Junior dies Monday from complications due to third degree burns.

By Alice Phillips

A sea of students dressed in white filled East Chalmers for the memorial service for Ishan Bose-Pyne ’12 Monday afternoon.

Bose-Pyne was in the bathroom in his home Sept. 2 when he reportedly ran out, his shirt in flames. He was treated at the LAC-USC burn unit for third degree burns over more than half of his body before he died Sept. 13 of an infection, a complication from the third degree burns.

“He was born in 1994 with the Northridge quake,” father Bedebrata Pain said at the funeral at Hollywood Forever cemetery Sept. 16. “On Sept. 13, he created an earthquake of his own in our lives.”

“This is a kid who lived life to the fullest,” mother Shonali Bose said at Bose-Pyne’s funeral service last Thursday. “Ishan has left at the peak of his life with excitement and happiness.”

At the memorial service Monday, speakers remembered Bose-Pyne for his “curiosity of mind,” “beaming grin” and ubiquitous brown leather jacket. His friends spoke volumes about his ability to light up a room with his “contagious laughter” even when they were down after tough test or a bad day.

Student musicians played Leonard Cohen’s “Hallelujah” to commence the memorial service. Bose, Pain, teachers and friends spoke in pairs in between sets from members of the jazz program. The Jazz Explorers, accompanied by four singers, ended the memorial with James Taylor’s “Shower the people you love with love,” in honor of Bose-Pyne’s passion for music.

The chapel at Hollywood Forever cemetery overflowed with family, friends and members of the Harvard-Westlake community to commemorate Bose-Pyne’s “zest for life,” Pain said.

“If he was into something, wild horses wouldn’t hold him back,” Pain said. “I would spend hours with him, chatting about stuff. Our drives to school and evening sessions. Our Sundays when we would go to IHOP and talk about politics, physics, philosophy, chemistry and history.”

“Coming to school for Ishan was like letting a kid go in a candy store,” Upper School Dean Tamar Adegbile said.

Bose-Pyne’s teachers remembered his passion for learning and ability to energize a classroom. He “gave 3,000 percent to anything,” his father said, including Chess Club, the fencing team, the jazz program and the Science Bowl team at Harvard-Westlake, where he transferred as a sophomore from North Hollywood High School Gifted Magnet.

Bose-Pyne’s mastery of chess was noticed immediately by all who dared to play with him, but his friends said that even though Bose-Pyne won nearly every game with sharp concentration, his “goofy” personality was never far away.

Matt Heartney ’12 said that Bose-Pyne was always several moves ahead during one of their chess games and easily bested Heartney.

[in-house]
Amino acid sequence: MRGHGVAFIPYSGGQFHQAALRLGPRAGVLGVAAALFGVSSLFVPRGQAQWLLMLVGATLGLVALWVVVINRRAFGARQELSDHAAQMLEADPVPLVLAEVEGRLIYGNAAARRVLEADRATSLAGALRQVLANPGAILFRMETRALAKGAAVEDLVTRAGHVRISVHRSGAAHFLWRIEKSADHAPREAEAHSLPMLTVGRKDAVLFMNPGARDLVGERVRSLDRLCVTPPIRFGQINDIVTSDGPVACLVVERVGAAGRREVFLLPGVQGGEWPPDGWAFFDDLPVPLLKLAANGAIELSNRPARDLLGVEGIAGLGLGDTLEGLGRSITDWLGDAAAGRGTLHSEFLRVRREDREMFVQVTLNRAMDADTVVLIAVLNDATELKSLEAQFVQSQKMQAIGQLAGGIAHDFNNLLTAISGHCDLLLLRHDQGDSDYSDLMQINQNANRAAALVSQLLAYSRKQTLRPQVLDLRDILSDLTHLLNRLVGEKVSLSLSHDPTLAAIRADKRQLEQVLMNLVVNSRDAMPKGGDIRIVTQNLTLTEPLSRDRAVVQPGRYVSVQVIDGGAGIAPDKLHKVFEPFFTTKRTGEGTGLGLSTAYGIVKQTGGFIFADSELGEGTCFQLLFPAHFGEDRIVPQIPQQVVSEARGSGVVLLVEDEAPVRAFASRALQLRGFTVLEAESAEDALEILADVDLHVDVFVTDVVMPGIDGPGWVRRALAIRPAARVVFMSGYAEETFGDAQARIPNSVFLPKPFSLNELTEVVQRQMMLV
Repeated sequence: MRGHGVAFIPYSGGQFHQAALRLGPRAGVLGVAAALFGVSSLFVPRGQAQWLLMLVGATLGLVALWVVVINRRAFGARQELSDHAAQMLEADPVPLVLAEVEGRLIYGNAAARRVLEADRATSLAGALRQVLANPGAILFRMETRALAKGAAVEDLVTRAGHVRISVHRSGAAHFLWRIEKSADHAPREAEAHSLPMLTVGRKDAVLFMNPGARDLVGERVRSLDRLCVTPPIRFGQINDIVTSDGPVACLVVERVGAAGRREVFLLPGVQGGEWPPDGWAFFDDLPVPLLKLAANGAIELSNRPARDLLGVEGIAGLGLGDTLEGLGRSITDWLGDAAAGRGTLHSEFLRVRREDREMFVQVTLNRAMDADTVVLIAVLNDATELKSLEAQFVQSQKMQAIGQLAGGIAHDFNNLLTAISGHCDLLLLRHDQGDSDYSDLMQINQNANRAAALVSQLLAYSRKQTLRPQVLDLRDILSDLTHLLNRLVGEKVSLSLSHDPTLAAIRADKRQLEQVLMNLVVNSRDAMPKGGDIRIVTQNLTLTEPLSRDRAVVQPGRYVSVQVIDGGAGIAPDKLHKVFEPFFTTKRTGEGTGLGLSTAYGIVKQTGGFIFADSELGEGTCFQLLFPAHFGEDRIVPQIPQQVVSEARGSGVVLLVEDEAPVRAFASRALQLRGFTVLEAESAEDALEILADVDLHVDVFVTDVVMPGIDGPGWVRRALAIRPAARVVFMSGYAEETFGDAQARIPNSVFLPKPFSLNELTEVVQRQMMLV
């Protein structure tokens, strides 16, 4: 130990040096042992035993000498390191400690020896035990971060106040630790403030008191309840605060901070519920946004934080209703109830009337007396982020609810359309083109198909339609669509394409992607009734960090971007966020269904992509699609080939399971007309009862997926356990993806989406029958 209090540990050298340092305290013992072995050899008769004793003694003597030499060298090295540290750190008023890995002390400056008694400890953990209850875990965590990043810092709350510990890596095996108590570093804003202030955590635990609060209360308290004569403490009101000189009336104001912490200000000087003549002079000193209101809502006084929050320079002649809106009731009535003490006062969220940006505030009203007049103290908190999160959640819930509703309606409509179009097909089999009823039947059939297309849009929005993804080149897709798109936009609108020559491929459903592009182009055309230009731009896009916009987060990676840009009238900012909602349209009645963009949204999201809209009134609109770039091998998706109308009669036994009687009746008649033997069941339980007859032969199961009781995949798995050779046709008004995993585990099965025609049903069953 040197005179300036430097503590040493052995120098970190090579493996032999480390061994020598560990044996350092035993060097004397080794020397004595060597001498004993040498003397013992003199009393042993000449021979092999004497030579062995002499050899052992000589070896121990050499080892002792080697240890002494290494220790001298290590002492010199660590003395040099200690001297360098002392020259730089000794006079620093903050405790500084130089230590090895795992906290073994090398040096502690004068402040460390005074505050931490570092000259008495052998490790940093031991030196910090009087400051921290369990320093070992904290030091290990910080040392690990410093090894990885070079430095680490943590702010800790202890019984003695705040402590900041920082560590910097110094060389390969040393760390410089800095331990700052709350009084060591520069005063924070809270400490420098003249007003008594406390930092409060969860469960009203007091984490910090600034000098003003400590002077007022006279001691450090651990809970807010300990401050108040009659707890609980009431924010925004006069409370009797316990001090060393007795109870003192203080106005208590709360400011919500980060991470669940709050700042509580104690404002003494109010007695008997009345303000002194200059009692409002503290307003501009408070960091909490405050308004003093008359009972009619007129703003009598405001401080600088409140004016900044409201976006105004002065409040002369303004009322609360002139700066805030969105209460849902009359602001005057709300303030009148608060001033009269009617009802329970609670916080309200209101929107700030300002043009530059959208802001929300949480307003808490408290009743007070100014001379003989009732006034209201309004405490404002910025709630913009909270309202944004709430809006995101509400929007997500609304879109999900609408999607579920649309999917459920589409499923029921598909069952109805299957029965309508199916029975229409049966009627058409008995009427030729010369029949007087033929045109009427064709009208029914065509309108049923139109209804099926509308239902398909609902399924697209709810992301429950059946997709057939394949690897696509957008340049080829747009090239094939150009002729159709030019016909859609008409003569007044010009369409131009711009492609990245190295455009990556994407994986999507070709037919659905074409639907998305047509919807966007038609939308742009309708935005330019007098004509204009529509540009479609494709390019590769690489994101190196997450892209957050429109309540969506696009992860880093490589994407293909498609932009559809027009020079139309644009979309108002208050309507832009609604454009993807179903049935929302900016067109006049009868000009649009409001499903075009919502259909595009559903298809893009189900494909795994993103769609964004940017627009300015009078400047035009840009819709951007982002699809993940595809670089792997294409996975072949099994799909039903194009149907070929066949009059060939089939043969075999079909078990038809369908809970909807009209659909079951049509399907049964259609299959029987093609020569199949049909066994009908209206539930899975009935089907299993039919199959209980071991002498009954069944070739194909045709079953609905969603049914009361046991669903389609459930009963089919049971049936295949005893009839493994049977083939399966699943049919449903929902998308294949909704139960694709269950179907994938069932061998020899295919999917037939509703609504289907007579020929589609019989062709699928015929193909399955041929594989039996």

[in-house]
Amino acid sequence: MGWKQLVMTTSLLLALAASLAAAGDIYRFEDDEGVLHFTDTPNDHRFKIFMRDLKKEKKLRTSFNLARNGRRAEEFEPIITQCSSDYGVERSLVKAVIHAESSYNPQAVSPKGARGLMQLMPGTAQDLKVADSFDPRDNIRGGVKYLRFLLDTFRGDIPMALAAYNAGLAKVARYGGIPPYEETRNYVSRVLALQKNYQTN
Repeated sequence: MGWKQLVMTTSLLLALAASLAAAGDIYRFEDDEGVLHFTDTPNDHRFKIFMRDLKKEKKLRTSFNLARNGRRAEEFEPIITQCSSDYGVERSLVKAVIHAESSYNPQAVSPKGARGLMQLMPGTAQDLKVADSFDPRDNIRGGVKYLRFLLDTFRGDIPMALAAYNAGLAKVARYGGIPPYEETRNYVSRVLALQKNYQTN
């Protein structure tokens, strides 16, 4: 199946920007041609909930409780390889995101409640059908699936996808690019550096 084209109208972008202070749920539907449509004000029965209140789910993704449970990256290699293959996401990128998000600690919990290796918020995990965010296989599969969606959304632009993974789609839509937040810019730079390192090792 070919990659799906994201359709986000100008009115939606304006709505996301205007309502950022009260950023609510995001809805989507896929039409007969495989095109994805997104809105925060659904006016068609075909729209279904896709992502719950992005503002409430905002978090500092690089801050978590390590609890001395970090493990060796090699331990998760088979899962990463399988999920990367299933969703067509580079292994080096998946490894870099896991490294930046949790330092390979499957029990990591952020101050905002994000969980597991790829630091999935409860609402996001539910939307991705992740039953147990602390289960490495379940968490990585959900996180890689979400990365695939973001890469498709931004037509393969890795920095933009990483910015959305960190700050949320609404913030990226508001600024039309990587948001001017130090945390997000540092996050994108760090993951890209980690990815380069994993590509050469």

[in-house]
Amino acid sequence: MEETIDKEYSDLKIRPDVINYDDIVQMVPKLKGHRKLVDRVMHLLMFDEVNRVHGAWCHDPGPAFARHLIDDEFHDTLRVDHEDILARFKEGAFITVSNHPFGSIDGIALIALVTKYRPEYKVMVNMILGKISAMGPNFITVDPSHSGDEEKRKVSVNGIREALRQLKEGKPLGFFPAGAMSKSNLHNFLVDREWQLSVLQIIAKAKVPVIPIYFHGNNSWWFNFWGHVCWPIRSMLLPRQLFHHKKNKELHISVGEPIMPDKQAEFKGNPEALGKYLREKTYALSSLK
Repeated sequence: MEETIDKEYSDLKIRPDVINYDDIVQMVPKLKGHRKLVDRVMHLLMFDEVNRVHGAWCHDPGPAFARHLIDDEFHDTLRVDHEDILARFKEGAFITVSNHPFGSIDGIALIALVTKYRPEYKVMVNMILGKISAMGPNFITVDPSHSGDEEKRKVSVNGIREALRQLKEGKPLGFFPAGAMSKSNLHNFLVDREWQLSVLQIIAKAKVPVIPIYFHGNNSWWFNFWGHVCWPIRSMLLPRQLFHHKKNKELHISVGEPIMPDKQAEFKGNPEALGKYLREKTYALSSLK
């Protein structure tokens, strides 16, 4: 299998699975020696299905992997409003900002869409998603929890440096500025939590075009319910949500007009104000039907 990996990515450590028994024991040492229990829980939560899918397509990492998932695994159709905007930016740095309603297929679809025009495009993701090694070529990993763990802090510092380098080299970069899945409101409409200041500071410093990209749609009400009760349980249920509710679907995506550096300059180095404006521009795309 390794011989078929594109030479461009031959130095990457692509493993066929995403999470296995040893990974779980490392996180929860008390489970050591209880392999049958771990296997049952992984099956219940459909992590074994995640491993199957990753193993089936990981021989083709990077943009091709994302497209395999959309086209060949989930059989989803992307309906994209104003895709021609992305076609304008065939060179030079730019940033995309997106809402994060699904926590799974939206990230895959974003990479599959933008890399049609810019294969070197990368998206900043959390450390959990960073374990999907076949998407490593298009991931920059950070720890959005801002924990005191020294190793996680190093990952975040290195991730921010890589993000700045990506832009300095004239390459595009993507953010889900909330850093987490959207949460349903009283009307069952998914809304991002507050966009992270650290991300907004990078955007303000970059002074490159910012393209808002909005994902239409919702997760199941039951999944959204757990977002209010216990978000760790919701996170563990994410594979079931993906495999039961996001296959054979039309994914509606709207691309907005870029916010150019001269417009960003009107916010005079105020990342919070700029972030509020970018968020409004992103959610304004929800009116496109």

“I couldn’t stay mad for long because when I looked up from the board Ishan was belting out a full body laugh,” Heartney said.

Bose-Pyne’s passion for academics was evident to all of his teachers, including his Choices and Challenges teacher President Thomas Hudnut.

Hudnut said that “resident in this one boy” were all of the qualities teachers admire in their students, including curiosity of mind and a fervent interest in learning.

“He had not just a twinkle in his eye,” Hudnut said. “He had a real sparkle.”

School Psychologist Luba Bek, who team taught Bose-Pyne’s Choices and Challenges classes with Hudnut, said Bose-Pyne fit in from the first day, even as a new sophomore.

“Peer pressure wasn’t for him,” Bek said. “He knew who he was and who he valued and what choices you needed to make in life.”

“A good teacher is supposed to keep track of all the new kids at Harvard-Westlake,” Bose-Pyne’s Honors Chemistry teacher Chris Dartt said. “Mrs. Adegbile called and asked if Ishan was fitting in and I thought, ‘This lady’s crazy. She’s got the wrong name.’”

Bose-Pyne’s effusive smile permeated throughout the memories of Bose-Pyne from family, friends and teachers alike.

“Even the days that were nothing special, Ishan was always there, laughing,” Colin Campbell ’12 said. “He did what he did simply because he loved to do it.”

While Bose-Pyne was reading Shakespeare’s “Twelfth Night” last year, English teacher Ariana Kelly had her students act out various scenes. When it came time to act out a scene between Olivia and Viola, the class insisted that Bose-Pyne play Olivia. After initially resisting the request to play a Shakespearean female, Bose-Pyne gave in.

“He did it with gusto because he knew it would make us laugh,” Kelly said. “He knew it would make us happy. I was consciously thankful every day last year that he was a member of my English class.”

Another student in the class video-taped the scene in question and it was played at the memorial service in Chalmers.

“There are some people in this world that are such evolved souls,” Bose said. “Ishan was one of them. We can’t have them on this earth for long.”

“He’s thrilled right now,” Bose said at the memorial service. “He’s like, ‘This has been the most kick-ass service.’”

 

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